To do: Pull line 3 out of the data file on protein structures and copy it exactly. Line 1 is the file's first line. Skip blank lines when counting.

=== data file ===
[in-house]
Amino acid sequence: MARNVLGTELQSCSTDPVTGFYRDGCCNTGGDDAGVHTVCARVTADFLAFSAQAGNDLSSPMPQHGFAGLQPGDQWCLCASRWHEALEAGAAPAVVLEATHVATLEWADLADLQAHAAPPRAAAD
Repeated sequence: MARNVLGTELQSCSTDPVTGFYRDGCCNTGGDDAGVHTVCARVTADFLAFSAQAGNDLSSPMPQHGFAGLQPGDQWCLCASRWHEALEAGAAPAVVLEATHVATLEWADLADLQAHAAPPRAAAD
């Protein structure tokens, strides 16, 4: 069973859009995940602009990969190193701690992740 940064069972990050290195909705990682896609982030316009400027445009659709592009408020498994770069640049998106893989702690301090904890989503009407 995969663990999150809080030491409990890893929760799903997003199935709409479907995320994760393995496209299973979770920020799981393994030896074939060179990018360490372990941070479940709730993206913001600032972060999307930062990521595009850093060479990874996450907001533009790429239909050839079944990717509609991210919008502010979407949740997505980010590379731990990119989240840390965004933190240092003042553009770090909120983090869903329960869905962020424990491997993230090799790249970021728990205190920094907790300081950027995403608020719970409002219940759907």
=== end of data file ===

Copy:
Repeated sequence: MARNVLGTELQSCSTDPVTGFYRDGCCNTGGDDAGVHTVCARVTADFLAFSAQAGNDLSSPMPQHGFAGLQPGDQWCLCASRWHEALEAGAAPAVVLEATHVATLEWADLADLQAHAAPPRAAAD